PLANS to demolish the former Hipperholme Grammar Junior School building and build 14 large family homes have been passed.
Developer Torsion Homes submitted proposals for the site off Wakefield Road in Lightcliffe, which have now been approved by Calderdale Council planners.
The plans include demolishing the former school building, which was vacated by the grammar school in 2017 when the junior and senior school merged at its existing site in Bramley Lane, Hipperholme.
The redundant site was then put up for sale.
The Leeds-based developer now has permission to build a total of 14 homes, of four and five bedrooms, with a mixture of detached and semi-detached. The development is set to be called Watkins Place.
In documents submitted by planning agents Moreton-Deakin Associates as part of the application, it states: "The site is located off the main Wakefield Road and is accessed via Highland Ville. It comprises a former school building and incorporates existing outdoor play areas.
"It is adjacent to various residential developments. The land is generally level.
"There is considerable tree cover to the innermost boundary of the site. There is not listed structure either on or adjacent to the site.
"The building on the site is vacant and redundant as the former Hipperholme Grammar Junior School."
It adds: "The existing building on the site is of no architectural merit and is structurally unstable, therefore there are no issues with its demolition.
"Proposed dwelling types incorporate a range of accommodation. Ridge and eave line along with the roof designs and fenestration would be varied and add interest to the character of the proposals.
"Stone facades with punched openings and slate roofs would not only maintain but enhance the character and appearance of the area."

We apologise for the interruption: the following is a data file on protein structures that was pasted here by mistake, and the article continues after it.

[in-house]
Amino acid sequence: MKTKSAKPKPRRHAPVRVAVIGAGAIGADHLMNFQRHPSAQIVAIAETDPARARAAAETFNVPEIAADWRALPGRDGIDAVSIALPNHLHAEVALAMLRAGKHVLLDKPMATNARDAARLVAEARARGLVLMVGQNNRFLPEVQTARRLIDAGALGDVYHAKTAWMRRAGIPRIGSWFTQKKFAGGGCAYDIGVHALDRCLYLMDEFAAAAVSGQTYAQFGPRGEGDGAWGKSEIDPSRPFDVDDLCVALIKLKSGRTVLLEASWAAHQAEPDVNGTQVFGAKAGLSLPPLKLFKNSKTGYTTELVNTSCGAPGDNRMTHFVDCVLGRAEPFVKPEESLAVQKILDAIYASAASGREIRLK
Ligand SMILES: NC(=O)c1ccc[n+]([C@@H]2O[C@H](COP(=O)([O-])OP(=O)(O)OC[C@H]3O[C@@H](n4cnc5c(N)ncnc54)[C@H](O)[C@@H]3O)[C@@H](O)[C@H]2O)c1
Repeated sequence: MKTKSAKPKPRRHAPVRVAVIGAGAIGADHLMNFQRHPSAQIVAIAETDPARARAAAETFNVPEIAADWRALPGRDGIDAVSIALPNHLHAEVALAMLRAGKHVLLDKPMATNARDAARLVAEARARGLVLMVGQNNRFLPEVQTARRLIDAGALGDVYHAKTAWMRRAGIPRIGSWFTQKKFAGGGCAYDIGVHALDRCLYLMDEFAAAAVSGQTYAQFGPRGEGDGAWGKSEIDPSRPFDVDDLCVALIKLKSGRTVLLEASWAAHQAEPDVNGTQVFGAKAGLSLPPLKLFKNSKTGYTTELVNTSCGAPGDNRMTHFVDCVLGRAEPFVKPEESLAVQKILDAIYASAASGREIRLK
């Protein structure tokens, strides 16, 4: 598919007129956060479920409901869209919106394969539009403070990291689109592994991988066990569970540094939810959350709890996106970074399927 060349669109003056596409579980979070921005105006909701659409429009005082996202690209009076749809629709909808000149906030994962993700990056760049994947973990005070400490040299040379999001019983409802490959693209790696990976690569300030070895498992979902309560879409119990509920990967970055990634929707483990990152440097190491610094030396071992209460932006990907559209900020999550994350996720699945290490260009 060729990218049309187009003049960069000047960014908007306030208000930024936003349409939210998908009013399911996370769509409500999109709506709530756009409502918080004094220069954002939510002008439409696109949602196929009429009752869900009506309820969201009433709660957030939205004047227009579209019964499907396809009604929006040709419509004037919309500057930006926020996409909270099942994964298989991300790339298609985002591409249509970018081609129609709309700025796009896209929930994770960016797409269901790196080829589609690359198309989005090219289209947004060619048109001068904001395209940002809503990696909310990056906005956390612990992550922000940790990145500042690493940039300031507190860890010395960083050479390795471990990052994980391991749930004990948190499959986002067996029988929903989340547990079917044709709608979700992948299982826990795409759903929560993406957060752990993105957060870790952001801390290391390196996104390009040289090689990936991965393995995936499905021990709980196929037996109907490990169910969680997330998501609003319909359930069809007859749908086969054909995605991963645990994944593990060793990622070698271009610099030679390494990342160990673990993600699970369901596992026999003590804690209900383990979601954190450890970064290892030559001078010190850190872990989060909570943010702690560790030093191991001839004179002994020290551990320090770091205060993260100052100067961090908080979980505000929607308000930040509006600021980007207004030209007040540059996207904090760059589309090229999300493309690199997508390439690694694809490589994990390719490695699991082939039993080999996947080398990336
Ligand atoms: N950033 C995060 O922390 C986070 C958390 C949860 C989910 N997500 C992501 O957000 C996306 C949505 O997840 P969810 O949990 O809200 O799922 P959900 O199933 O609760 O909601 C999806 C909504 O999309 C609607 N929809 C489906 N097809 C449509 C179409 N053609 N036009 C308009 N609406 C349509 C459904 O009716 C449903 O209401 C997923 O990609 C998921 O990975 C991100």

There were eight letters of objection to the plans and one neutral letter, according to a report by Council planners. However a number of residents withdrew their opposition to the plans following a meeting between residents and the architect.
Objections had centred on the additional traffic and potential parking issues, as well as a loss of privacy.
There were also concerns about a potential covenant on the playground area preventing anything being built on that part of the site.
It was confirmed that the covenant from 1924 was in fact released by a deed dated 1974.
The Council report adds that the initial plans were for 15 houses on the site, and that initially a request was made by the Council for a proportion of those houses to be affordable.
However once the layout was amended to address some of the concerns from neighbours, and the number of homes dropped to 14, this fell below the threshold for affordable housing to be provided.
All of the properties will be built using natural materials instead of artificial stone.
They will also have private gardens, and boundaries will be a mix of the existing stone wall, a timber fence and hedgerow planting.
"There will be a gated vehicle entrance which is framed between a stone pier and close boarded fencing which will be formed along the pedestrian entrance to the north of plot 14," added the report.